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WHILE LIVING by
Granted, when I rub my eyes and prepare my ears, I can easily walk out the door and hike quickly to Arby's, McDonald's, the Shell station, and other convenient outlets for news and food. I've lived in major cities with similar noise annoyances, and similar criminal or seriously unhealthy--both mentally and physically--people cruising about, but those cities always had a plus side to them for balance. (New Orleans immediately comes to mind.)
Fredericksburg seems to have missed the Pleasantville bus, instead choosing to hop the boxcar on a runaway train: a loose, homeless friend without benefits, a frustrated semi-urban adolescent with no map.
This particular area by U.S. 1 is where a good chunk of our local population goes for shopping, fun, and recreation. (It's hard for me to imagine such desperation.) But to understand it, we have to take a look at the faces and behavior of the people wandering around here looking either for a good time or for anything to kill the time they have left on Earth.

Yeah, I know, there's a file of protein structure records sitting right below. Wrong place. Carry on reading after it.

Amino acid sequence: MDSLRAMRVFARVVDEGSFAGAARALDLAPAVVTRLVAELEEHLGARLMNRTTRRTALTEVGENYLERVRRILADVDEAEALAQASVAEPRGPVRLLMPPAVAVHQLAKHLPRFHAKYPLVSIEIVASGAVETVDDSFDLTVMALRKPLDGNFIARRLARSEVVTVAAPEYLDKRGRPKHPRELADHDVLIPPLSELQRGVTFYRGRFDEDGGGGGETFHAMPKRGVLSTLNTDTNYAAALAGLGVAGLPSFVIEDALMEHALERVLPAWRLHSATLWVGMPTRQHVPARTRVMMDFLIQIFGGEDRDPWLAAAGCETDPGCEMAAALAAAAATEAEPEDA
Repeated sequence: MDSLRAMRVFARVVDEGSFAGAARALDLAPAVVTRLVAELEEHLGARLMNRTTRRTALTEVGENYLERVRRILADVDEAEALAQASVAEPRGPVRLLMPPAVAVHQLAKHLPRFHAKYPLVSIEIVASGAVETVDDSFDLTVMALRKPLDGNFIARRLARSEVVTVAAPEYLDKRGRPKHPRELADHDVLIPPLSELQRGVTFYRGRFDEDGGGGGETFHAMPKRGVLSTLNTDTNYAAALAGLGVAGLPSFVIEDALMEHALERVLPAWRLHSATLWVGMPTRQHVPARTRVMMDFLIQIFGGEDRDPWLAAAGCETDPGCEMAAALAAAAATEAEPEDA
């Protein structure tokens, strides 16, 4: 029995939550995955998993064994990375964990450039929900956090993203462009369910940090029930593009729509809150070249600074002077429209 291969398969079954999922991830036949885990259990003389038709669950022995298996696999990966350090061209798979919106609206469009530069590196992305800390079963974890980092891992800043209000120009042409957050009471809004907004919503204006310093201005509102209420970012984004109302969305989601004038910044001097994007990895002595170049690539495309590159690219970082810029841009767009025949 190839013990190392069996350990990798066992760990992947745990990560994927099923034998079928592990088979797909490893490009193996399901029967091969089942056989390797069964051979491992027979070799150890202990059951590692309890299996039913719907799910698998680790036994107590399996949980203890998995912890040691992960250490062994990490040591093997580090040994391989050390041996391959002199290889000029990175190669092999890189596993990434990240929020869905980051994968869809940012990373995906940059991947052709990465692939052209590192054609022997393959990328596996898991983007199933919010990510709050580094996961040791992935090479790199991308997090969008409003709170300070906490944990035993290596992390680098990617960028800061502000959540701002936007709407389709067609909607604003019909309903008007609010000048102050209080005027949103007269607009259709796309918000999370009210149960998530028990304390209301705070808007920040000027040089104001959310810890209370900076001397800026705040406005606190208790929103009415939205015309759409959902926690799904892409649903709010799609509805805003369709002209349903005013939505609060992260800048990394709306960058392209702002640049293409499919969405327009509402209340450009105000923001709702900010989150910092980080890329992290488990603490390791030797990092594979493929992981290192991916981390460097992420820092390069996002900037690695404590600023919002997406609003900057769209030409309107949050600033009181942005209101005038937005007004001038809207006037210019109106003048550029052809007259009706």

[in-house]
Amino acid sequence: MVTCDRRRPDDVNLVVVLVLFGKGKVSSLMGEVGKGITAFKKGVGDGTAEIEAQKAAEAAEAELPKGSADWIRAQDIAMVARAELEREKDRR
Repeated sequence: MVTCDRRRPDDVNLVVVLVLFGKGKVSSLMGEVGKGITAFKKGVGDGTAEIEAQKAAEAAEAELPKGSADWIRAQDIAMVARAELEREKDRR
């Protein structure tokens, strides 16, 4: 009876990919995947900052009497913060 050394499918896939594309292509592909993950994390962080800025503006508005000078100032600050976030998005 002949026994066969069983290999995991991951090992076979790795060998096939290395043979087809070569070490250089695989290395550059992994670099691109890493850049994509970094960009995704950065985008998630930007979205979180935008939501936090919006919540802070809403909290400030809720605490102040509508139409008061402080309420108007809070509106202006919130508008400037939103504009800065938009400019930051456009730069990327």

There's a game I made up and like to play called "Count the Happy People." You don't need all your fingers and toes to play this one. In fact, I've made the game into a bet, sometimes with my brother and friends, and it goes like this: Find me just one happy, smiling (not intoxicated or crazy) person in the next 10 minutes and I'll pay you a buck. I've never lost the bet. Not ever.
Those people are rarities anywhere in Fredericksburg now. You mostly see bumbling, frowning--or even fighting--people, either aggressively rolling the roadways or hobbling through parking lots hoping to get hit by cars themselves. This is true even downtown, the pretty part.